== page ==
A Milwaukee County judge issued a decision against John McAdams in favor of the university, dismissing all claims from his lawsuit filed May 2016, challenging the decisions of Marquette’s Faculty Hearing Committee.
McAdams, an associate professor of political science, announced he will be appealing the ruling on his blog, “The Marquette Warrior.”
He was suspended without pay in 2014 after he publicly called out a graduate student by name on his blog for her actions in a Theory of Ethics class.
University President Michael Lovell said he would reinstate McAdams to teach if he met requirements, stating he would have to write a letter apologizing for his actions. McAdams rejected the offer, saying his contract with Marquette was violated for not protecting his freedom of speech.
In a 33-page document, the judge discussed how academic freedom, a pivotal idea in McAdams case, works both ways.
“Academic freedom allows both faculty members and students to engage in intellectual debate without fear or censorship or retaliation and it establishes a faculty member’s right to remain true to his or her pedagogical philosophy and intellectual commitments,” the judge said. “Academic freedom also gives both students and faculty the right to express their views without fear of sanction, unless the manner of expression substantially impairs the rights of others. On the other hand, academic freedom does not mean that a faculty member can harass, threaten, intimidate, ridicule, or impose his or her views on students.”
McAdams’ blog post talks with Rick Esenberg, McAdam’s lawyer and president of the Wisconsin Institute for Law and Liberty.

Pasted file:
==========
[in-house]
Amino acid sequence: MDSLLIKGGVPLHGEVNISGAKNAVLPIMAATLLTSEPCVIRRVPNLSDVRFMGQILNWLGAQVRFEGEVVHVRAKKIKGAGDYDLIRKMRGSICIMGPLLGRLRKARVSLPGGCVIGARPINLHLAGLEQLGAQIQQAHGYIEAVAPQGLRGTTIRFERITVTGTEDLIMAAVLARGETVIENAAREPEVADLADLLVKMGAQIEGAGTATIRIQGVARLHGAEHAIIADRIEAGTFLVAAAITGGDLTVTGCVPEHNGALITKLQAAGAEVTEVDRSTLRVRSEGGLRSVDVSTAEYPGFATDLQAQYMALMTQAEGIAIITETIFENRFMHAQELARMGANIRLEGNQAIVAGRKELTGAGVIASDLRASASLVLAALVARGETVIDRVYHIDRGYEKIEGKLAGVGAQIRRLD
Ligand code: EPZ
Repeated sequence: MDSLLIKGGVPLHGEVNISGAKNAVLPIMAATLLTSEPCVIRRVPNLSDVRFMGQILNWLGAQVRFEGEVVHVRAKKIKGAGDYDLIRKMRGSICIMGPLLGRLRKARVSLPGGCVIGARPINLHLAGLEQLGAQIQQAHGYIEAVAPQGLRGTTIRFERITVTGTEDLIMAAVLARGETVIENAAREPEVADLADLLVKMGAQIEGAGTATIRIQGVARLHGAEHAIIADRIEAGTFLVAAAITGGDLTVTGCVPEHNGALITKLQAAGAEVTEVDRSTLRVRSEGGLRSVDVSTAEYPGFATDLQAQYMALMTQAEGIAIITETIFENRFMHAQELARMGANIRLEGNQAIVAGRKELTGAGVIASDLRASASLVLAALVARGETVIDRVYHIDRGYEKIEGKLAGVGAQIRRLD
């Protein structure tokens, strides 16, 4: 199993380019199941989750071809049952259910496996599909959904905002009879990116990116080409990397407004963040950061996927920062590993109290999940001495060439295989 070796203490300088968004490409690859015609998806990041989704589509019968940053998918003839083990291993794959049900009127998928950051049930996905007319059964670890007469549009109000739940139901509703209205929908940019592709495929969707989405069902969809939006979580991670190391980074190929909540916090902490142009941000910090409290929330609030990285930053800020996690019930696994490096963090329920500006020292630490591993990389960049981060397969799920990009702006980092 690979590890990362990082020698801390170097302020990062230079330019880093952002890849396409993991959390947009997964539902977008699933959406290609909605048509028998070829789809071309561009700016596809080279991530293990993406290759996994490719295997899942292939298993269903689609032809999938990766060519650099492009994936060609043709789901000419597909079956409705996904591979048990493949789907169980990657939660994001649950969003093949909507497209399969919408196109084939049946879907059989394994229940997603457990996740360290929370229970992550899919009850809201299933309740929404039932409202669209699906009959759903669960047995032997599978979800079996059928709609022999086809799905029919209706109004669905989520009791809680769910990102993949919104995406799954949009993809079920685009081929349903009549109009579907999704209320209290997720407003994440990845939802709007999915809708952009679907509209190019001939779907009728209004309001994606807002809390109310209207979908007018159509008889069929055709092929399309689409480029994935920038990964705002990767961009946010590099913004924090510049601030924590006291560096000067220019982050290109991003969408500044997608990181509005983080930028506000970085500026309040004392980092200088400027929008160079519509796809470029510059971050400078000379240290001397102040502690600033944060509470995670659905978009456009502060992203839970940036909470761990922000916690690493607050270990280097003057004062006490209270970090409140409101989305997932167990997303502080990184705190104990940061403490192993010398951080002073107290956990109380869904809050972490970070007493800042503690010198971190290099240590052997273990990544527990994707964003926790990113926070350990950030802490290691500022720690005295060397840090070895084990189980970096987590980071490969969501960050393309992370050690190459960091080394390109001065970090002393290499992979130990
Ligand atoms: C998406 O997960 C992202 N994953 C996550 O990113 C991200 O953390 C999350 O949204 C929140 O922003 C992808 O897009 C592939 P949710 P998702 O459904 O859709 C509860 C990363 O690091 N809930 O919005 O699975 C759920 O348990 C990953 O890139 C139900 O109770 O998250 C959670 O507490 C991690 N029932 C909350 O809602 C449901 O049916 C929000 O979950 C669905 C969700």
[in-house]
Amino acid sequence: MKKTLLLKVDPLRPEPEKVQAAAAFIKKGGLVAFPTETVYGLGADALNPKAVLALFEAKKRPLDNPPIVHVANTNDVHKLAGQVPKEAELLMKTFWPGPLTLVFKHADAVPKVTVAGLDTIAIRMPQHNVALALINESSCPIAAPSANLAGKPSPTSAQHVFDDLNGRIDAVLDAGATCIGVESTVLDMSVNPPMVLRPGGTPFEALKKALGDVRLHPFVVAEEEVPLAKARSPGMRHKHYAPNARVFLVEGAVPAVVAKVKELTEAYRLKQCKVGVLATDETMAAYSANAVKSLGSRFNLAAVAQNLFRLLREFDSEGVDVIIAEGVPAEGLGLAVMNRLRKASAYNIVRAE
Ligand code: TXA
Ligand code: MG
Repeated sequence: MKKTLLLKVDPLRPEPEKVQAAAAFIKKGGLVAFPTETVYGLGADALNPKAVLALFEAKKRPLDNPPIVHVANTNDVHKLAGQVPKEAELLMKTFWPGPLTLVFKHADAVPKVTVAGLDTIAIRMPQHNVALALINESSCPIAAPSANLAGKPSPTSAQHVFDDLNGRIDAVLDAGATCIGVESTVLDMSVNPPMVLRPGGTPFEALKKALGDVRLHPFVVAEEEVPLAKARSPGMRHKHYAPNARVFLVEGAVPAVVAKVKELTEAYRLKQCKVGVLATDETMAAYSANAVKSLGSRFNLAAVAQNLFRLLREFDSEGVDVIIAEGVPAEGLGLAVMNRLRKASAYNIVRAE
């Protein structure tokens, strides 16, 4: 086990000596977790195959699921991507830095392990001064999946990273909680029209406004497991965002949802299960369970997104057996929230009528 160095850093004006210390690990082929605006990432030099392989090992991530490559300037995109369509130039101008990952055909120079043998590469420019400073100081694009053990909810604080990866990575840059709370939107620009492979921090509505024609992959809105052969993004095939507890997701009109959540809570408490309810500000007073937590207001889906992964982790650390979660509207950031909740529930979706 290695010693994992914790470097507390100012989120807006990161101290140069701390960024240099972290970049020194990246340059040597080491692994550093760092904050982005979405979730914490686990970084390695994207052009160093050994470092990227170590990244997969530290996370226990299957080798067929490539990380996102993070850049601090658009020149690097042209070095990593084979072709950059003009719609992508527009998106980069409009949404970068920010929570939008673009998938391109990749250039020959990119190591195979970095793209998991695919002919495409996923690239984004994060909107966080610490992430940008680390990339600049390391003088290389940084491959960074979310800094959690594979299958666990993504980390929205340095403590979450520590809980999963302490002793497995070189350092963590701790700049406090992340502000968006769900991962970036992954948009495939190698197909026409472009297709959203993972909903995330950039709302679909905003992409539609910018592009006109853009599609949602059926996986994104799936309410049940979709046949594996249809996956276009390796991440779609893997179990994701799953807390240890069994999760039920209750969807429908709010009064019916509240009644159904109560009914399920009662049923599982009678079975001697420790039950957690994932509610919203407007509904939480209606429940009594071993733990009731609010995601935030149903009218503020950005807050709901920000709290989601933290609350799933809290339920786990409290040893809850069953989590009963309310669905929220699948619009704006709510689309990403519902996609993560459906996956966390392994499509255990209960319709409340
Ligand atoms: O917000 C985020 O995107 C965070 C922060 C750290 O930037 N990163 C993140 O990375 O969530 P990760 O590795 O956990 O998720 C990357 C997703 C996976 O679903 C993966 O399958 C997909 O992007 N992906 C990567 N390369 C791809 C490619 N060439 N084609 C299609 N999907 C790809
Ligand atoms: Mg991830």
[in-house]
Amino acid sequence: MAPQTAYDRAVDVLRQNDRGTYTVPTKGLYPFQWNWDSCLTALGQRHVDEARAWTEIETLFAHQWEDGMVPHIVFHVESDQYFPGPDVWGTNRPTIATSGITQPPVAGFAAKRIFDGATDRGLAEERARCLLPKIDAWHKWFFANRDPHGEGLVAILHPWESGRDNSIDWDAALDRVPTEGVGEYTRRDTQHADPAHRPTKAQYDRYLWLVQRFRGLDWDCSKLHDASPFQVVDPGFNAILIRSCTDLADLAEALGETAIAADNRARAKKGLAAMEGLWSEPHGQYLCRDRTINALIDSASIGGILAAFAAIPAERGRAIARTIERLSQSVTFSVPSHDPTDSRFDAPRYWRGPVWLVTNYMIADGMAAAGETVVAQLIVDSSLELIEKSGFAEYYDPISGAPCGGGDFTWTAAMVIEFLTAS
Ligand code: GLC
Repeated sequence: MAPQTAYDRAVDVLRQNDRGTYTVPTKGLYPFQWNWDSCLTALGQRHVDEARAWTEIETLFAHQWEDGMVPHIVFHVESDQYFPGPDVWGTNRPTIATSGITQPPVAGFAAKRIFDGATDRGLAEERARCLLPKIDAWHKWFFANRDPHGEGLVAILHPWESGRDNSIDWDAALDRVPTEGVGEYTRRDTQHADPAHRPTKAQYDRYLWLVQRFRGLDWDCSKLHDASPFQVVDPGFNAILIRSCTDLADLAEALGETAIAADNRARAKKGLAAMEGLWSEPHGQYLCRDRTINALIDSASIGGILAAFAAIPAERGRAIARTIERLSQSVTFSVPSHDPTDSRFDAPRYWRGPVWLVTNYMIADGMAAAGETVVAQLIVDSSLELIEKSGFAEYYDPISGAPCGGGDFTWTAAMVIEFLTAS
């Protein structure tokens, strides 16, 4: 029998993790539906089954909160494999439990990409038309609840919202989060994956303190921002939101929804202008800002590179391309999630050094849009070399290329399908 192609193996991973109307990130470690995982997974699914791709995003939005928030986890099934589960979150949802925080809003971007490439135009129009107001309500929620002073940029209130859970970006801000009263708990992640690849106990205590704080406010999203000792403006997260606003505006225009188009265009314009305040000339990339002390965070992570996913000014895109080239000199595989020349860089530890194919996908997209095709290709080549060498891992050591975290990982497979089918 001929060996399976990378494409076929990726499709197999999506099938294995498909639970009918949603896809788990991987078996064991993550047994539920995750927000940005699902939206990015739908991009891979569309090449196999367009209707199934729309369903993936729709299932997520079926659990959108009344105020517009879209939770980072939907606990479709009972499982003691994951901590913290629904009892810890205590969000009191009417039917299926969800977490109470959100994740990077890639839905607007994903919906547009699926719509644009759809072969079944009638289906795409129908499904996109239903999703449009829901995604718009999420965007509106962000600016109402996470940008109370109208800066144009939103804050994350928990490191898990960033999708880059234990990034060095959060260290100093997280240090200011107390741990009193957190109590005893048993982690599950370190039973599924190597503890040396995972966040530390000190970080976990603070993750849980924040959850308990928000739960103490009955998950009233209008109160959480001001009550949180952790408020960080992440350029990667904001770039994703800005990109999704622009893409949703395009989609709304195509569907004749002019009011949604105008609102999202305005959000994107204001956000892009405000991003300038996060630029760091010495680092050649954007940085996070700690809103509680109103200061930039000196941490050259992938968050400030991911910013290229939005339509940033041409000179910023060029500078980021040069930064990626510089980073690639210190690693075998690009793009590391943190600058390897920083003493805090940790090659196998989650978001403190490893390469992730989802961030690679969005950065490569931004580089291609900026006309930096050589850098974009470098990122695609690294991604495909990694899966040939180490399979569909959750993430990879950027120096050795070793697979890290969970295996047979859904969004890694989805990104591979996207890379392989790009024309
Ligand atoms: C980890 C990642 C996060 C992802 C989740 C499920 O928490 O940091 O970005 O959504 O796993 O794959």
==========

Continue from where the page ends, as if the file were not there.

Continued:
Esenberg said if this is the standard being set by the court, then no college professor has protection.
“This is another example of the increasing unwillingness of colleges to stand up for free speech. Hardly a day passes without an example of a speaker being shouted down, or disinvited, or a student being punished for some innocuous (but politically incorrect) comment on social media,” McAdams said in his blog post.
In a statement, Lovell said today’s ruling reaffirms the university’s guiding values.
“We’ve maintained throughout this process that a personal attack on one of our students is simply unacceptable,” Lovell said. “We appreciate the court’s thoughtful consideration of the Faculty Hearing Committee’s work and findings. Dr. McAdams’ tenured peers on the Faculty Hearing Committee concluded, unanimously, that he breached his core duties as a Marquette professor when he used his blog needlessly and recklessly to harm a Marquette graduate student. We are grateful that the court upheld Marquette’s actions.”
This story is developing.
This story was updated at 3:13 p.m., Thursday, May 4, 2017.